GBTA Reveals Domestic Meetings Spend in 2022

Skift Take

GBTA uncovers just how much business travel fueled the U.S. economy in 2022. Meetings and events were a significant part of that.

In August, The Global Business Travel Association (GBTA) published data setting the total global spending on business travel in 2022 at $1.03 trillion. Last week, GBTA released a new report on the economic impact of domestic business travel in the U.S. Here are some of the most important takeaways. 

Total Spending and Jobs

  • The total expenditure on U.S. domestic business travel was $421.1 billion, contributing $119 billion in taxes. 
  • U.S. domestic business travel supported 6 million jobs, representing 3.5% of total employment. 
  • For every dollar spent on business travel, $1.15 was returned to the U.S. economy as net new gross domestic product (GDP).
  • Of the direct jobs supported by business travel, 38% were in food services, 19% in accommodations and 11% in transportation and warehousing.

According to the report, two-thirds of all U.S. business travel falls under the “transient” category, which includes individual sales trips, client service trips, government and military travel, and travel for construction or repairs. The other third falls under “group” travel, which includes conferences, conventions, training, and seminars. Looking specifically at meetings and conventions, they made up approximately 21.8% of all U.S. business travel volume in 2022.

Breaking Down Meeting Operation Expenditures

While the largest portion (64.5%) of the grand total in expenditures is attributed to trip-related spending (64.5%, $149.5 billion), more than a third (35.5%) is attributed to meeting operation expenditures ($271.6 billion).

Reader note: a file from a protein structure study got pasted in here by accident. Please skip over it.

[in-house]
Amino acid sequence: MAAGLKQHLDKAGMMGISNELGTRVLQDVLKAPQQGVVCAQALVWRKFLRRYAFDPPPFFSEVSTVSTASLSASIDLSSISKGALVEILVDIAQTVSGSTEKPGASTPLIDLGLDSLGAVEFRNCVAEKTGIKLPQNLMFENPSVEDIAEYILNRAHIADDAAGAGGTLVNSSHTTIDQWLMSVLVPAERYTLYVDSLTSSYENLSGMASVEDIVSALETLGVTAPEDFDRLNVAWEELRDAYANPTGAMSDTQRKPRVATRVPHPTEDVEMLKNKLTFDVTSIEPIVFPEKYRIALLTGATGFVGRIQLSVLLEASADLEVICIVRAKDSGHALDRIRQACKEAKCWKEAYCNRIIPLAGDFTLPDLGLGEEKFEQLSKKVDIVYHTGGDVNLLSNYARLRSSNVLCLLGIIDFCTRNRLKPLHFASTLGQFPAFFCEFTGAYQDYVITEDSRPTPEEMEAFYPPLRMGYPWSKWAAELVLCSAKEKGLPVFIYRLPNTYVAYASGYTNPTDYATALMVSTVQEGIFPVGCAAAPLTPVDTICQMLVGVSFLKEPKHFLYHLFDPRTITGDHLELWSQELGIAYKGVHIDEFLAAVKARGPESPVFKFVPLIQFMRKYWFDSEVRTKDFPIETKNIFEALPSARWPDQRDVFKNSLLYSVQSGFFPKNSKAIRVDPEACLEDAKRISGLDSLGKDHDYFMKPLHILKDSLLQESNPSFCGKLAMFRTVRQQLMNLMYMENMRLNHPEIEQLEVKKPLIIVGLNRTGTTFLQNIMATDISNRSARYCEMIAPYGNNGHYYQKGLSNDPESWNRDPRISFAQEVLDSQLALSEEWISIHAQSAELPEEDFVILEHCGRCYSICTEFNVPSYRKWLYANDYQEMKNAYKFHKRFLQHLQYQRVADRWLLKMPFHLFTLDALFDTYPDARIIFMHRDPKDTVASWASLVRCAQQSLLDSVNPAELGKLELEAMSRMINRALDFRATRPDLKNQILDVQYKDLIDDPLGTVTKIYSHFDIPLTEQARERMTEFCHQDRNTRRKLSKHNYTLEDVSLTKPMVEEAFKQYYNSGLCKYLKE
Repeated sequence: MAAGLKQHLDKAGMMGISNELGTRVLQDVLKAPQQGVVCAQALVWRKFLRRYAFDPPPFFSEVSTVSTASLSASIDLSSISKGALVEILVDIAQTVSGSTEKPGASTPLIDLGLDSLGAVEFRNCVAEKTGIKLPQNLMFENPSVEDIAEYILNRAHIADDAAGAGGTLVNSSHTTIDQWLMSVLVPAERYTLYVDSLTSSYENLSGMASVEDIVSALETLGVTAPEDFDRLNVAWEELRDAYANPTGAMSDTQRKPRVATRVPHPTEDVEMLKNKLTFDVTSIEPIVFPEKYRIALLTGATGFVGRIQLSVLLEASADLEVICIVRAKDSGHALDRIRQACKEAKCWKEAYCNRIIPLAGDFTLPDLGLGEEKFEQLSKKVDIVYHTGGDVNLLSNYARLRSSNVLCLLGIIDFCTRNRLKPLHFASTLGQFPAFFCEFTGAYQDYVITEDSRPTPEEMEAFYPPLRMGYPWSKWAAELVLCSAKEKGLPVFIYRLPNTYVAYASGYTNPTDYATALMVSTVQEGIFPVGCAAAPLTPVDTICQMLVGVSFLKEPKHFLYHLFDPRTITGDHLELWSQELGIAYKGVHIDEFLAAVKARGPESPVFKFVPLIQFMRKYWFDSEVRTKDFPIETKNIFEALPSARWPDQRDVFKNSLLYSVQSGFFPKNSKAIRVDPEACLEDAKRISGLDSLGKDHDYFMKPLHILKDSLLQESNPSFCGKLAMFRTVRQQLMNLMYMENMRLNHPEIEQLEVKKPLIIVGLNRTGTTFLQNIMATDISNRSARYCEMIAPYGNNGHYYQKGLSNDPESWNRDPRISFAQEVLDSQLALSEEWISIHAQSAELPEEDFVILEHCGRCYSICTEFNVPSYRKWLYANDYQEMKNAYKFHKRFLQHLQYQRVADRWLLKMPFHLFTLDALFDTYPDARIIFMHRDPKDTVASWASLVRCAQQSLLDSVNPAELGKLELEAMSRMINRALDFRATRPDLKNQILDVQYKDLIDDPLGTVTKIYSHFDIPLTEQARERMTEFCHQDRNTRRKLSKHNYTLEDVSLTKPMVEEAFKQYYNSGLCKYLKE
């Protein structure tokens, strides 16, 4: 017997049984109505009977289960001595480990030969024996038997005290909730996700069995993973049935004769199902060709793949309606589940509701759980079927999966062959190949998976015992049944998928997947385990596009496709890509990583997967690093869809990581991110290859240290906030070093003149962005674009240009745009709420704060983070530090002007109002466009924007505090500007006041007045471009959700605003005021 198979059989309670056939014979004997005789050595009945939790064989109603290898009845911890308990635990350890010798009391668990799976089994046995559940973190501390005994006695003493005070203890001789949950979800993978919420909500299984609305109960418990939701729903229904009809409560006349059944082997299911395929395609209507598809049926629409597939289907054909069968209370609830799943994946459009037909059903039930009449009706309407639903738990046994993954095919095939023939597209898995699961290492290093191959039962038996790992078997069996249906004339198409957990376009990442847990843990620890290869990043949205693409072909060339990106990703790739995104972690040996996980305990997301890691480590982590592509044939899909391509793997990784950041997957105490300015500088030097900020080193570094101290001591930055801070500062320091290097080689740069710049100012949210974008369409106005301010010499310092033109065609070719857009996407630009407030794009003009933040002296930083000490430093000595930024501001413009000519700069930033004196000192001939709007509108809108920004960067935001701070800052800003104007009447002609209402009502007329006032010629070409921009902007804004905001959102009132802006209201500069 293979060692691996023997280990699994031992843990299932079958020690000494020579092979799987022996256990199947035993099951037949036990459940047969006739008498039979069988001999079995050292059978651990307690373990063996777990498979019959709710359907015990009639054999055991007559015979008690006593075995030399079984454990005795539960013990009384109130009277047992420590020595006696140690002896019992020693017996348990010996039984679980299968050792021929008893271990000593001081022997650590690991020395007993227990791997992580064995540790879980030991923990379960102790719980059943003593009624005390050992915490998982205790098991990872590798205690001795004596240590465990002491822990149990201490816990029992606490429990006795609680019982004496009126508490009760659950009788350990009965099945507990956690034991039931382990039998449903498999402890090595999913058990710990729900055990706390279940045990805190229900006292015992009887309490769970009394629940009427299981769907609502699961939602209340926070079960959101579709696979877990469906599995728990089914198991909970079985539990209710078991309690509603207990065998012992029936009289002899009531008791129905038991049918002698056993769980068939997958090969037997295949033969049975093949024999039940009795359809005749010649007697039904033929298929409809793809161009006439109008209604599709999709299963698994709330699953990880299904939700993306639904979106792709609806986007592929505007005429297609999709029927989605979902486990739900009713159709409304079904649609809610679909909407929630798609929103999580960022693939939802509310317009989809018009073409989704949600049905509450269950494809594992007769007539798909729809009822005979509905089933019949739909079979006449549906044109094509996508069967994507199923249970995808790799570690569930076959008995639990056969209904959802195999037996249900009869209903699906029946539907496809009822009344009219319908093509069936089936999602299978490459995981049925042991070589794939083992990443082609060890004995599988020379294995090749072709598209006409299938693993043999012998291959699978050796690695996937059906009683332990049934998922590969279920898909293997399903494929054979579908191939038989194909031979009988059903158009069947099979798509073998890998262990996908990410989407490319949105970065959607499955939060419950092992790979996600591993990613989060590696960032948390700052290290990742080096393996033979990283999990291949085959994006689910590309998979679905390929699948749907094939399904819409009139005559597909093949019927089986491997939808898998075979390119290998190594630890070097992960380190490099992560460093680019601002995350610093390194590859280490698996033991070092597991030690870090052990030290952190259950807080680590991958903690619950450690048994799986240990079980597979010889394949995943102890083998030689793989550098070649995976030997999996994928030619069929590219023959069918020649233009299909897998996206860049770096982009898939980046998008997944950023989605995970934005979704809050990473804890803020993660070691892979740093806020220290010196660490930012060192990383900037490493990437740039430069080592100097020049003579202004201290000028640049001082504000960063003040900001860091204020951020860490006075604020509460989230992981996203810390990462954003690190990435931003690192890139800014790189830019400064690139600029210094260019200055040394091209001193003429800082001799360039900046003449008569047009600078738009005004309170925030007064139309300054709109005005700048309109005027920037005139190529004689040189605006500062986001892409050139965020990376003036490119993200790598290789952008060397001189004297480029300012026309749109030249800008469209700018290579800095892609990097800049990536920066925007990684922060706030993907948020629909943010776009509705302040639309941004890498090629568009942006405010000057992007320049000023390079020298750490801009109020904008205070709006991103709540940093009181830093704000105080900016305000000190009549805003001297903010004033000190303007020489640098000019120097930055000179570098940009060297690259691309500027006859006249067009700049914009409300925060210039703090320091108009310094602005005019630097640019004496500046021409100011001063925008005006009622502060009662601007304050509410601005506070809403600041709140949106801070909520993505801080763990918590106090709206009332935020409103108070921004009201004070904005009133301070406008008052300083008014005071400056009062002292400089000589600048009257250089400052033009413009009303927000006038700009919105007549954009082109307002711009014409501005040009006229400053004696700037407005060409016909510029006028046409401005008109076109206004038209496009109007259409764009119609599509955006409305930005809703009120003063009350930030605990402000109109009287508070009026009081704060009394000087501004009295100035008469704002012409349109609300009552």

Breaking down the $149.5 billion spent in 2022 on meeting operations into different categories works out as follows:

  • Food and beverage ($41.1 billion)
  • Entertainment/speakers/production ($32.9 billion)
  • Meeting administration ($23.6 billion)
  • Other meeting operations ($19.4 billion)
  • Meeting venue rental ($12.1 billion)
  • Meeting registration fees ($11.5 billion)
  • Transportation and staff travel ($9 billion)

Demographics of Business Travelers and Meeting Attendees

The report also looks at the demographic attributes of U.S. domestic business travelers. The average age of U.S. business travelers is 44.3 years. One-third (33.9%) have an annual household income below $50,000 and 31.5% above $100,000, with the remaining third falling in between.

Looking at the gender split, GBTA shared figures for conference and convention travel. While women comprised 47.7% of total business-leisure trip volume, they represented 42.1% of conference and convention travel and only 36.6% of other business travel. The figures suggest that men were more likely to travel for business overall, but proportionally, women were more likely to add a leisure component to their trip.

The report was developed by Rockport Analytics using numerous data sources and inputs, including Longwoods International, MMGY/D.K. Shifflet TRAVEL PERFORMANCE/Monitor, the US Bureau of Economic Analysis (BEA), International Air Transport Association (IATA), The US Department of Commerce’s National Travel & Tourism Office (NTTO), the Bureau of Transportation Statistics (BTS), the Events Industry Council (EIC) and IMPLAN. The full report is available for download here.

Photo credit: DALL·E / DALL·E